With the holidays behind us but the coldest part of winter setting in, now is the time of year many begin fantasizing about days warm enough to slide into a swimming pool to cool off…snorkeling in crystal blue waves…dashing through a sprinkler with the kids in the back yard…filling water balloons for the annual end of school extravaganza…
Water covers about two-thirds of our planet and also makes up about two-thirds of our bodies. That makes it an important part of our lives beyond all the fun we have playing in it. Most people are aware of the recommendation to drink at least eight glasses of water a day, though many Americans would probably admit they don’t achieve that on a regular basis.
Though we know we need it, what does water do in our bodies? Let’s take a look.
We ingest all the water our bodies need through our digestive tract, along with food and other nutrients. Water passes through the mouth down the esophagus and through the stomach into the small intestine. The small intestine absorbs all the water we ingest daily (about 1-2 liters), along with 6-7 liters of fluids from secretions from the stomach, salivary glands, pancreas, liver, and small intestine itself. That’s a lot of fluid!
The small intestine is responsible for absorbing nutrients from the food you eat. Water follows the nutrients into the cells of the small intestinal lining. The nutrients, with the water still following, then pass into the small blood vessels lining the gastrointestinal tract, which then connects to the vasculature of the entire body. The small intestine reabsorbs and recycles most of the water secreted so as to not cause dehydration.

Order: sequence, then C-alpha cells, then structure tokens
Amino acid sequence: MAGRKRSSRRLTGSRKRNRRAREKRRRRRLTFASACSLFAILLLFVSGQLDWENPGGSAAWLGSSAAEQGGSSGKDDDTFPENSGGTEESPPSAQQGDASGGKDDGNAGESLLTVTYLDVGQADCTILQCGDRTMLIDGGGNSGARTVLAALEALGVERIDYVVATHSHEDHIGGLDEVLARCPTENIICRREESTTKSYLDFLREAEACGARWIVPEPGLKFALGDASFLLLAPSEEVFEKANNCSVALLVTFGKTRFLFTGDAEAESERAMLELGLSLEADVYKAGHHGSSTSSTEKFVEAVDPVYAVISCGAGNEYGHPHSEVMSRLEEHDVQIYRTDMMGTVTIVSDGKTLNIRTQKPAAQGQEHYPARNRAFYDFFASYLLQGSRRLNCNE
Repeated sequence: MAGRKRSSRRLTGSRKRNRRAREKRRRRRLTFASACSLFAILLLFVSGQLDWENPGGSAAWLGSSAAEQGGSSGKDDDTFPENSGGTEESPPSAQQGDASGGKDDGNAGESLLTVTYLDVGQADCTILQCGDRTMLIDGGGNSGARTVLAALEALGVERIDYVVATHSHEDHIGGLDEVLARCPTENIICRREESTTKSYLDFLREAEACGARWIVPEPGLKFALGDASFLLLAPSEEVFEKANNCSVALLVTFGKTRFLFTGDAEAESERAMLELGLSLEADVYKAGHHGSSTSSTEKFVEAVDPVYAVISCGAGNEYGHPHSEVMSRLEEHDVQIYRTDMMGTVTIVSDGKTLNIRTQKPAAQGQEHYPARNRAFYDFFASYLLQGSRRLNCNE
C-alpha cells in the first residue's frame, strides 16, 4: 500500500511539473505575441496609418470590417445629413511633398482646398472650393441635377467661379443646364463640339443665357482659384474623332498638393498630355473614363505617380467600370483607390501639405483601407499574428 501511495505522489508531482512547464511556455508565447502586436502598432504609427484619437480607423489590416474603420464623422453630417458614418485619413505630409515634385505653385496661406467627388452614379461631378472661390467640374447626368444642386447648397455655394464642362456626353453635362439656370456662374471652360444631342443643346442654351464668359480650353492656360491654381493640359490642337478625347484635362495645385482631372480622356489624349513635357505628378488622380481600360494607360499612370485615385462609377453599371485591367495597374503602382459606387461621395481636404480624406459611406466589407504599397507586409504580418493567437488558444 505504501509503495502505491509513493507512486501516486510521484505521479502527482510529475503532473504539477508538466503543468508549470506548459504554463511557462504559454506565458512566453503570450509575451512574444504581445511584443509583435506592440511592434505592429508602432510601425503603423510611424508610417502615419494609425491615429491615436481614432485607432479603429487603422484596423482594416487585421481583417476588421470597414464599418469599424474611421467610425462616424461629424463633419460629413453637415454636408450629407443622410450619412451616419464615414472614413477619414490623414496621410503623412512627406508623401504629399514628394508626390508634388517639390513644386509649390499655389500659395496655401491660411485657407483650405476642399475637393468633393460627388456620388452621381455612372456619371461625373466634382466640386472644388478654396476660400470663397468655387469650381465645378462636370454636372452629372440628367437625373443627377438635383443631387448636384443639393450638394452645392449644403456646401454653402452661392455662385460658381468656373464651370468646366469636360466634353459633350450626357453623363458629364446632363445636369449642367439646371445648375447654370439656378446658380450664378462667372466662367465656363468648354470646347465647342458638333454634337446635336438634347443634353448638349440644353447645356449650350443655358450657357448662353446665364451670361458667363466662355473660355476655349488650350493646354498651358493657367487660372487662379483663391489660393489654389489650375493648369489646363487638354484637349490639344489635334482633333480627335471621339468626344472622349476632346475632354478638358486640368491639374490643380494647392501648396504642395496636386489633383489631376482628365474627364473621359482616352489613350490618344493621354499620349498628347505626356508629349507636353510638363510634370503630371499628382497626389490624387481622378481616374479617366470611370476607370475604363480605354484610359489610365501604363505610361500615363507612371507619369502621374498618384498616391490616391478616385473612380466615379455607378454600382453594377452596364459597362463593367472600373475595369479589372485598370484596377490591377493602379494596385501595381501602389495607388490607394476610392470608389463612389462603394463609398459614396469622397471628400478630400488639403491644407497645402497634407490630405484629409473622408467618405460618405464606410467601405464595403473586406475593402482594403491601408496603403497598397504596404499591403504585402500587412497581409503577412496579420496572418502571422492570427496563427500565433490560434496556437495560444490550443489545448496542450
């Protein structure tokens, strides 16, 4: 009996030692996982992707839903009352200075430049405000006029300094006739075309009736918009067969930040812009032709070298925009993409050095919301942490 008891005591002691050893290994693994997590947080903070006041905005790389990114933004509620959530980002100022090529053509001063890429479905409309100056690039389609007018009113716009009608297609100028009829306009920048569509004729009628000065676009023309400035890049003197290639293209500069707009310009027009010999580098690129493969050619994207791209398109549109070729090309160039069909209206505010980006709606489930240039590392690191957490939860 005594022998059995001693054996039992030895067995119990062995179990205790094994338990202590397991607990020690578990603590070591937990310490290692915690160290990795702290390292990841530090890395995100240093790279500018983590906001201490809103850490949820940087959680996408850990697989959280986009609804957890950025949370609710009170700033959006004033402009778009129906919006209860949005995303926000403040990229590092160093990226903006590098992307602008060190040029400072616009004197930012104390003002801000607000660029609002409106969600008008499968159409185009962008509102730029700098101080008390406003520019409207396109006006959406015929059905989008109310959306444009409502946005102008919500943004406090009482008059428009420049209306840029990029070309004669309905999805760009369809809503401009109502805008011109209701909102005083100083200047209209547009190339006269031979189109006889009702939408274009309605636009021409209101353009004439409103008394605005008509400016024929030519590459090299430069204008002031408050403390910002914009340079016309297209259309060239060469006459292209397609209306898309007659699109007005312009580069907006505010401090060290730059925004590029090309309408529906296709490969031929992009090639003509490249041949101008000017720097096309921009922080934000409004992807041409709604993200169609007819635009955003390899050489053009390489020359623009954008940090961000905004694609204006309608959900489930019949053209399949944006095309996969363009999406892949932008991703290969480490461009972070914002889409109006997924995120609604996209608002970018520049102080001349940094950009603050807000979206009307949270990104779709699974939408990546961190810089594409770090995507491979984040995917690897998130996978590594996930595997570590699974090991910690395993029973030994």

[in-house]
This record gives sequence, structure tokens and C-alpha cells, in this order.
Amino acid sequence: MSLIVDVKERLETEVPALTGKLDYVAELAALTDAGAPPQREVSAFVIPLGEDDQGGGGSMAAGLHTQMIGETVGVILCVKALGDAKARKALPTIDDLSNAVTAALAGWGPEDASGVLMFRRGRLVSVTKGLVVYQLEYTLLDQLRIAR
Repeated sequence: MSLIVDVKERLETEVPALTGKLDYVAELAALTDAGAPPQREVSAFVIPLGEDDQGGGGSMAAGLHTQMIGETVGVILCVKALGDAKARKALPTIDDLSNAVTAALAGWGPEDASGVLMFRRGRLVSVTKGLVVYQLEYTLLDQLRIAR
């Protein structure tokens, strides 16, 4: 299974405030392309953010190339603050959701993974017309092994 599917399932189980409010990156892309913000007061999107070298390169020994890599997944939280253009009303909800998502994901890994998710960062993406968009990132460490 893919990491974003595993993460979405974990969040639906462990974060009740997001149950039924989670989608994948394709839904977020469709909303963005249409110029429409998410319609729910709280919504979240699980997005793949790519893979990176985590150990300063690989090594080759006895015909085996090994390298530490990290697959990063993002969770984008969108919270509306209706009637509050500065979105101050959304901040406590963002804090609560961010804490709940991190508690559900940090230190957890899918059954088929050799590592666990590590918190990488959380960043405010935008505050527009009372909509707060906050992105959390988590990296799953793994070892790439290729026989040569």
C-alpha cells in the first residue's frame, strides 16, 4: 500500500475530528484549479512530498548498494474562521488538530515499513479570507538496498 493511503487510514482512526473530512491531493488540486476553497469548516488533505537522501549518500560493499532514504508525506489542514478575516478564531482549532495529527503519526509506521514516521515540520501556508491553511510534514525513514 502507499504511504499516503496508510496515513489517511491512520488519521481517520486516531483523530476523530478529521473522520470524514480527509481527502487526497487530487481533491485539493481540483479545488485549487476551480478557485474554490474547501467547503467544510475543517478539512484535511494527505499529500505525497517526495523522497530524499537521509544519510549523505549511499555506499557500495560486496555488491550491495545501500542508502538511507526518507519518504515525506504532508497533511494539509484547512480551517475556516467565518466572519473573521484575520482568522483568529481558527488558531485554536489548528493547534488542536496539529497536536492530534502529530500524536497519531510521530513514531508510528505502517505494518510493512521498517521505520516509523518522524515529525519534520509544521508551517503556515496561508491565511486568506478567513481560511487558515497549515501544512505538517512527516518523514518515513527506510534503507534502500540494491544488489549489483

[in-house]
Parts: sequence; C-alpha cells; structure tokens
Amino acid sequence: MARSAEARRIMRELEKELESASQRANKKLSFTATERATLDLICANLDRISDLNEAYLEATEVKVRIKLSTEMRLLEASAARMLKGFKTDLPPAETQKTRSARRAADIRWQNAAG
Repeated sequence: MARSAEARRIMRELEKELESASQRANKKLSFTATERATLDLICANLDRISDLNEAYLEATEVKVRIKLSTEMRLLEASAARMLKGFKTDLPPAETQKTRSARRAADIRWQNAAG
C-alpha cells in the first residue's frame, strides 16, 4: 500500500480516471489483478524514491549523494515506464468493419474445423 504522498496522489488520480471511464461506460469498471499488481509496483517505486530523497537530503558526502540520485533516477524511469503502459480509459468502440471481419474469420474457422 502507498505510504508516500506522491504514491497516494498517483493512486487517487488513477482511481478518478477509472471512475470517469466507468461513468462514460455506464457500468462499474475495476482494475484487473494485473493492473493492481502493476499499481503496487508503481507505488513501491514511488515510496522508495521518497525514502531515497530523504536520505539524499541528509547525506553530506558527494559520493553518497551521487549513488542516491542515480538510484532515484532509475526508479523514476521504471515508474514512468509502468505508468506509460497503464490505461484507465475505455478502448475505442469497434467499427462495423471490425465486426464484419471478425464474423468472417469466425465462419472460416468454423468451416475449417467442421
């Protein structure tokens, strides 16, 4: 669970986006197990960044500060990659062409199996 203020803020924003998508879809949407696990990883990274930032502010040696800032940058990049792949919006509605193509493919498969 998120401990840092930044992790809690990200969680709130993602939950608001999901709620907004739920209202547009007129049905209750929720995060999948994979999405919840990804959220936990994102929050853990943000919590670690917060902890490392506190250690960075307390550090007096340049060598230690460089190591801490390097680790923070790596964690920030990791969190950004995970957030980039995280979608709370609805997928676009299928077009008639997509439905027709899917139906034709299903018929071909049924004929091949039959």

By the time food and water reach the colon, about 80% of the water has been absorbed by the small intestine. The colon’s job is to keep just the right amount of water to allow for healthy stool to pass easily from the body and reabsorb that last little bit into the body. Ingenious, right?
So, what happens if you get a little too much water in your body, provided you’re otherwise healthy?
Your body is very good at keeping conditions inside it just right for optimal functioning. Thus, the small intestine absorbs the extra water into the blood stream and the kidneys excrete any that is not needed in urine. Your stool should be just right, not runny and not hard.
What happens if you get too little water in your body?
Your body then tries to hang onto every last drop to maintain that healthy balance. That’s when you may notice more concentrated urine that’s dark yellow. It can also lead to dry, difficult to pass stools.
What about extreme cases of water loss, like when you get food poisoning?
In a disease state such as this, your body attempts to flush the offending organism out using vomiting and diarrhea. While this is a very unpleasant experience for you, it’s your body doing its job to keep you safe and healthy in the long term.
But in persistent disease states (either longstanding food poisoning or chronic disease), the body can use too much of your body fluid trying to flush out the offending organism and you can become dehydrated. When you’re dehydrated, the water, nutrients, and electrolytes in your body become unbalanced, leading to more severe disease. This is why your doctor often tells you to keep drinking fluids when you’re sick, though small sips are more likely to stay down. If you cannot keep anything down, your doctor may recommend that you go to the hospital for fluids via intravenous line, or IV. Medications to calm vomiting and diarrhea can also allow your body a reprieve to absorb water it has lost back in.
Bottom line: water is important. Drink up!